Maryland’s small businesses are weary and perhaps still in a state of shock, more than seven months after COVID-19 blew up the economy.
Quarantines, closures and shutdowns have forced state employers to get creative about identifying new customers and keeping workers on the payroll. These are tough times, but small business owners are working harder, cutting costs and doing everything necessary to power through the pandemic.
More small businesses than ever before are using free and low-cost digital business tools, like online advertising, e-commerce, digital accounting and social media. These services comprise the Digital Safety Net, and they are helping small businesses everywhere navigate through COVID-19.
We recently put out a report that underscores how Maryland’s “digital drivers” – small businesses which invested in digital tools the soonest – expect four times better revenue for 2020 compared to small business owners who are digital skeptics. Thirty-eight percent of Maryland small business owners are “digital drivers,” 32% are “digital adopters” who understand the importance of digital tools and are starting to embrace them, and 20% are “digital maintainers,” or skeptics. Seventy-five percent of Maryland small businesses have increased their use of digital tools during COVID-19, and another 50% plan to use more digital tools in the future.
Companies like Google, Amazon, Zoom, Instagram, Facebook, QuickBooks and Etsy provide small businesses with the Digital Safety Net, which has become much more important during the downturn.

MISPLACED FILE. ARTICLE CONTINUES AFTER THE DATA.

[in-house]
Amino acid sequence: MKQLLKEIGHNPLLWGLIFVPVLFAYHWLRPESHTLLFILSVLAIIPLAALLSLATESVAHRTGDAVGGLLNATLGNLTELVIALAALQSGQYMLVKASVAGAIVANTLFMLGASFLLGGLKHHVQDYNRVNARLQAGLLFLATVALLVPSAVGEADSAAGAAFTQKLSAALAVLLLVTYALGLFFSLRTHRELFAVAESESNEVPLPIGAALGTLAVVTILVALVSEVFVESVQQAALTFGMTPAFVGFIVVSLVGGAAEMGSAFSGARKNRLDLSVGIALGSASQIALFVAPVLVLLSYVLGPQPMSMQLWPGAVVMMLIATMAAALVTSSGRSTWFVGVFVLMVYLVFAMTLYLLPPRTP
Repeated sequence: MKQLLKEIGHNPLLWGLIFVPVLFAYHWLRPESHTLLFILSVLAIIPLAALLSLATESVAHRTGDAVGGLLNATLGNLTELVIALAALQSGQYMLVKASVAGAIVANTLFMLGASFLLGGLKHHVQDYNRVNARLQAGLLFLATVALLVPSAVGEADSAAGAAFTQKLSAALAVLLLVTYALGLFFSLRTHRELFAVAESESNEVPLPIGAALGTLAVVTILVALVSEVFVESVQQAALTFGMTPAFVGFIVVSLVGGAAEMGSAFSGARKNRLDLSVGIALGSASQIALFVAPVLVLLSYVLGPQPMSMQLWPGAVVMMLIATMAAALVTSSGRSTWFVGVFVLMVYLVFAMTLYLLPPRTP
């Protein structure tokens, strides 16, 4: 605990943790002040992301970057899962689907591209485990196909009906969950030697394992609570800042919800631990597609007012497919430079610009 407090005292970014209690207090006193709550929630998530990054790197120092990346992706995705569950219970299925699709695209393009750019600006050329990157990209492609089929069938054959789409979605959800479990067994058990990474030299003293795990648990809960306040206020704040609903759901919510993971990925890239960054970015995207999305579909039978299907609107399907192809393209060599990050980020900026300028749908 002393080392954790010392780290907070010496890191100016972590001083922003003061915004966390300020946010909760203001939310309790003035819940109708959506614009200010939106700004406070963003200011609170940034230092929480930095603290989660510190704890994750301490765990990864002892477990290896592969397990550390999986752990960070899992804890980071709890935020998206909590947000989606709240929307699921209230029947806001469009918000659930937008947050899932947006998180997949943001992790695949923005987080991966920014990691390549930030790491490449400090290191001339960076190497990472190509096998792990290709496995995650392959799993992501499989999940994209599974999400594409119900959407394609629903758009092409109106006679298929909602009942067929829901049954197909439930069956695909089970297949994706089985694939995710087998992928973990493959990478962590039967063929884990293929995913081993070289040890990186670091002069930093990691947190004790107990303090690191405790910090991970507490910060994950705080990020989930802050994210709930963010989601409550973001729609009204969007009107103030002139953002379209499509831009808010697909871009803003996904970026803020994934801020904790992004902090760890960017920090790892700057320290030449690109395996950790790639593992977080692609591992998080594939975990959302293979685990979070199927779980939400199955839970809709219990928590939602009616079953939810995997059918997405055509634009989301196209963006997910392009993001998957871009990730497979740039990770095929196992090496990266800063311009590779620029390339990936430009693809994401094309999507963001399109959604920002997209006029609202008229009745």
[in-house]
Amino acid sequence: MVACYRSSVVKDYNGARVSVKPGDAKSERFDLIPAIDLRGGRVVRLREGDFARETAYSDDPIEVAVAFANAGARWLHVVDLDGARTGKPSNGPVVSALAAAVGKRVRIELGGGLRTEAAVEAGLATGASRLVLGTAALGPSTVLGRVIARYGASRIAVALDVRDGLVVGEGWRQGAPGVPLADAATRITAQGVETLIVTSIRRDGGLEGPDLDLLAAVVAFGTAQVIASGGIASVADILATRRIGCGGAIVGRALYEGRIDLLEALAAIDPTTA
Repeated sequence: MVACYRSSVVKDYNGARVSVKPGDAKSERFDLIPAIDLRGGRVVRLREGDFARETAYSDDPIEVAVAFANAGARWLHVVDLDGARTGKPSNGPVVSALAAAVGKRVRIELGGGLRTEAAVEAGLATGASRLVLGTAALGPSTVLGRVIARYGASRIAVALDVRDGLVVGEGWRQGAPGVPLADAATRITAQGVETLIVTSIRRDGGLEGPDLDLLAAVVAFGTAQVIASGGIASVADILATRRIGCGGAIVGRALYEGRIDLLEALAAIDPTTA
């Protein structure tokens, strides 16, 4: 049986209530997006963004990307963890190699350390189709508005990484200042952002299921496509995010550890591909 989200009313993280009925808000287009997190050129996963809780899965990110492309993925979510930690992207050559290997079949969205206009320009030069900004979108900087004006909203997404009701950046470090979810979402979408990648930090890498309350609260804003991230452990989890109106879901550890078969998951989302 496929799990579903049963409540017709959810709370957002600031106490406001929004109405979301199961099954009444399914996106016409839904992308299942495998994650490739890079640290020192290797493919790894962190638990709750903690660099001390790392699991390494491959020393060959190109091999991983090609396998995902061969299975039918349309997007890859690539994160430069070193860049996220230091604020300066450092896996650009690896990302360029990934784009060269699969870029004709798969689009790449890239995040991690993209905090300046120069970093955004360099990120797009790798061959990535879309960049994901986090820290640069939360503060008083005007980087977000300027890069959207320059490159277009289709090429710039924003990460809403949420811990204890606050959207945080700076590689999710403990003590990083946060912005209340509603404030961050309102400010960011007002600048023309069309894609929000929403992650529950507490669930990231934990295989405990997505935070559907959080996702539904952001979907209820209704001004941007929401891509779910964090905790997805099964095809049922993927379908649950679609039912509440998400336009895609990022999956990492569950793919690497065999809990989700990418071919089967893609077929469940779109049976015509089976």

Going digital doesn’t guarantee that 2020 revenue will equal or exceed 2019 revenue, but every customer matters and every dollar counts for the floral and gift boutique in Lutherville-Timonium that embraced online ordering and curbside delivery, and the antique store in Annapolis that hustled to create an online store.
Our data also shows that more must be done to ensure small businesses have the kinds of tools they need. Small business owners often are overwhelmed by software options, so technology companies must provide skills training and easy-to-use support materials. Policymakers can help by creating and funding public-private partnerships that address education and digital adoption barriers that can hurt small businesses when the economy takes a nosedive.
Maryland leaders are working hard to keep citizens safe and strengthen businesses before winter. The governor’s office announced a $250 million fund to support small businesses, and some of that money will help restaurants upgrade online ordering capabilities and help retailers power new e-commerce tools.
It is unfortunate that amidst a small business crisis, so many in Washington, D.C., seem hell bent on crushing the technology companies that provide Maryland businesses with Digital Safety Net tools. One House of Representatives committee recently called for Amazon, Apple, Facebook and Google to be broken up. The Department of Justice recently sued Google, and rumors are that Facebook will be sued shortly.
These enforcement actions do nothing to help small businesses or consumers.
It seems that Washington does not understand the value of small business digital tools. As COVID-19 is surging, this is the worst time to over-regulate small businesses by attacking the companies that provide them with affordable and valuable support.
Maryland’s small businesses need results instead of political grandstanding, and they really need more digital business support so they can survive the pandemic and rebound stronger than ever.
— JAKE WARD
The writer is president of the Connected Commerce Council (3C), a membership organization for digitally empowered small businesses that receives contributions from Amazon, Facebook, Google and Square.